- Inclusion/Exclusion criteria
Patients enrolled in this protocol will have been referred with a known or suspected inborn error of metabolism, heritable disorder, or genetic predisposition. Examples include inherited developmental defects or diatheses toward infections, cancer, or an environmentally induced disease. The principal investigator, along with consulting specialists, will review the medical records of prospective subjects and offer admission based upon the potential to help the individual, to learn from the patient, or to initiate clinical or basic research suggested by the patient's workup. Prior to late 2008, patients enrolled in this protocol had disorders of current or potential future research interest to the Principal Investigator or an Associate Investigator. Approximately 400 such patients were enrolled over the course of 32 years.
Beginning in 2008, the protocol became one of the vehicles for admitting patients with a broader range of inborn errors of metabolism (e.g., those with immune defects, developmental disorders, cancer diatheses, etc.) through the NIH UDP. There are several aspects of this process:
- Screening and triaging. Records are reviewed by the UDP Director for completeness and missing articles (e.g., images, biopsy slides) are requested. The UDP Director assigns records for review to consultants based upon the specialty involved, and copies of the records are distributed to 1-5 experts.
- Criteria for eligibility. Eligibility criteria include novelty of clinical findings, multiple family members affected, or an objective laboratory or imaging clue to pursue. Of course, patients have to be able to travel, as well.
- Roles of the UDP personnel. The UDP Director performs the triage, makes the final decision, and signs the decision letters. The consultants are NIH clinical specialists from the Clinical Center departments and the ICs. A group of nurse practitioners and one physician's assistant communicate about medical issues with patients and referring physicians. Support personnel obtain missing articles, copy records, file them, send out letters of receipt, enter information in the Lab Matrix database, and answer phone calls.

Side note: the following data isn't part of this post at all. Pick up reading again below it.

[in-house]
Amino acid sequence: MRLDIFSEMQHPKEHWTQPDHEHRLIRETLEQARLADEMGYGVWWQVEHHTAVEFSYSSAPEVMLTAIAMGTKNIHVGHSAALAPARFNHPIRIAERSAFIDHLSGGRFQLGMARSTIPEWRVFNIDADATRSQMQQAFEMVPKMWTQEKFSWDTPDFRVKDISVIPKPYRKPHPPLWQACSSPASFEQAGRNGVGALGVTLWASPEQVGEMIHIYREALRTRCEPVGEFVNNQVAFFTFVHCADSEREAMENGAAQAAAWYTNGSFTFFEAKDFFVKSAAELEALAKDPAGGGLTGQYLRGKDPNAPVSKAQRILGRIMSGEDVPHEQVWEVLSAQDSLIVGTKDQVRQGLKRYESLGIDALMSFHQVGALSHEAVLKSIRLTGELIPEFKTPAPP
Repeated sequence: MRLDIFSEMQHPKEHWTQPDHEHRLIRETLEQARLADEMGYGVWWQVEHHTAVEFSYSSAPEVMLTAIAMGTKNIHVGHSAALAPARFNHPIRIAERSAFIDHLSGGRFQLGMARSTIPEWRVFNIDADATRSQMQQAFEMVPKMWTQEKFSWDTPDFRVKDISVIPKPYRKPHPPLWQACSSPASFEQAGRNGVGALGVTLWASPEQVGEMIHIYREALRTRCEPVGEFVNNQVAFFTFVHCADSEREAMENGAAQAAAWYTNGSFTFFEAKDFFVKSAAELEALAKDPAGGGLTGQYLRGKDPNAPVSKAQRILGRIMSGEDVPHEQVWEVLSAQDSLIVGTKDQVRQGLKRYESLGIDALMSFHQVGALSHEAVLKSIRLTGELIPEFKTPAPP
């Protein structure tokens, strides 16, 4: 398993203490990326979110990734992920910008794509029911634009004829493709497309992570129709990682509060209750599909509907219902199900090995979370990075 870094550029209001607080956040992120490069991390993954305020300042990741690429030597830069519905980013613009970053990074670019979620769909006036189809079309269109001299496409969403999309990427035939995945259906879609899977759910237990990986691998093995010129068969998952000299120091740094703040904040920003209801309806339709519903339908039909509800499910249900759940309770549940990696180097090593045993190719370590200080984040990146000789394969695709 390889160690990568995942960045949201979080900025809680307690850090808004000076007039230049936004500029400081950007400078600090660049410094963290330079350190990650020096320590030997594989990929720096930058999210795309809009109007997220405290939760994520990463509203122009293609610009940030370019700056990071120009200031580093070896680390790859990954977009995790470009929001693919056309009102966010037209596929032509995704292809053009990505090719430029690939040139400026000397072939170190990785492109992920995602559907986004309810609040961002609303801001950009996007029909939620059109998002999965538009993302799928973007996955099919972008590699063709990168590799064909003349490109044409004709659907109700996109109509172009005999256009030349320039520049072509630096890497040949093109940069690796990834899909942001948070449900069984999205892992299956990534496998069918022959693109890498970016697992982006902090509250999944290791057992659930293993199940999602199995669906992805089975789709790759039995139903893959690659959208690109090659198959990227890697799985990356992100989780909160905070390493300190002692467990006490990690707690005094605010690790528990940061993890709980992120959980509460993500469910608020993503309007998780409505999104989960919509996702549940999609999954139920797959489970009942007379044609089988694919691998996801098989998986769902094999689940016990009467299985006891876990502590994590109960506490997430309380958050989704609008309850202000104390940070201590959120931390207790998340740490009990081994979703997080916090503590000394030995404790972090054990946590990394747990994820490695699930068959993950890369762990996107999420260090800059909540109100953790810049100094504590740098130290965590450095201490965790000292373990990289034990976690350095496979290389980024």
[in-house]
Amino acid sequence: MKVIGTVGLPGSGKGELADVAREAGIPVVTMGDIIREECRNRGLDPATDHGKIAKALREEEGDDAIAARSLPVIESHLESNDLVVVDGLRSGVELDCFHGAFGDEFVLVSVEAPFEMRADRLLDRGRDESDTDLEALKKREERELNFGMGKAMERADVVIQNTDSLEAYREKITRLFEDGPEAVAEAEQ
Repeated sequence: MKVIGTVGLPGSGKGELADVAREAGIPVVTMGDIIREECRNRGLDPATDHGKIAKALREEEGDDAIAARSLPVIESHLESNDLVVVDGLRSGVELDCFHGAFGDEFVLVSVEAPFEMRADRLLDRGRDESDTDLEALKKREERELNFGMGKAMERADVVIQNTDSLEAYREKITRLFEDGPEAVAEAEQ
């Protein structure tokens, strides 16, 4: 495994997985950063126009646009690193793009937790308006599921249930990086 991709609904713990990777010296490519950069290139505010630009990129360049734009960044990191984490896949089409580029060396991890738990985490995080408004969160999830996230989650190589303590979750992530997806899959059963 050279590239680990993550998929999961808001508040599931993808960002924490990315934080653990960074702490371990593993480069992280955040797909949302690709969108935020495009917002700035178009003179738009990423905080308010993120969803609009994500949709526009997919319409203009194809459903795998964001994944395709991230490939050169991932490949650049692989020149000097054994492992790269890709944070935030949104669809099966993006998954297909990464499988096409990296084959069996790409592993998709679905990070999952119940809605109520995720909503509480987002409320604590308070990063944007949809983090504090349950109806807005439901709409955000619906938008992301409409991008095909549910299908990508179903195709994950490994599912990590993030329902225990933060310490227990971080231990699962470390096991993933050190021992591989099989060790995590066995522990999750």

- Consent timing and process. In general, consent is obtained by the care team upon admission. Occasionally, a patient or family member gives consent for a blood draw locally; this is obtained by an Associate Investigator over the phone and in writing.
Patients apply with a summary letter from their referring physician and with their medical records; the cases are then reviewed by members of a large group of NIH consultants. If any of those consultants finds that an applicant qualifies for her/his protocol (in any institute), the patient is invited to enroll in that protocol. The UDP connects the patient with the principal investigator; there is no involvement of protocol 76-HG-0238.
For patients not selected by other services, the UDP Director, based largely on specialists' recommendations, makes the final decision regarding acceptance or rejection with respect to protocol 76-HG-0238. The UDP has evolved such that the majority of its patients are now being enrolled in 76-HG-0238.
Once a patient is enrolled in 76-HG-0238, her/his management is the same regardless of whether or not entry was through the UDP. Specifically, in each case, all testing except the skin biopsy, DNA analysis, and research bloods is medically indicated and directed toward diagnosis.
Some subjects will be relatives of patients with known diagnoses, and their specimens will be obtained for the purpose of heterozygote testing or to serve as controls to help diagnose the proband. All subjects shall be admitted as inpatients or outpatients at the discretion of the principal investigator, based upon particular research interests and expertise.
Individuals will be excluded from this protocol if they already have a diagnosis, if their previous evaluations leave no clue to pursue, if they appear to have a known diagnosis that has not been made, or if their subjective complaints far exceed any objective findings. We will not admit patients under one month of age to this protocol. This exclusion occurs because there is no urgency for a very early diagnosis and care is more readily proffered to older individuals at the Clinical Center. Patients under one year of age will be admitted only if they are medically stable and require admission to the Clinical Center for diagnosis.
Normal adult volunteers will be enrolled to provide control blood and urine specimens.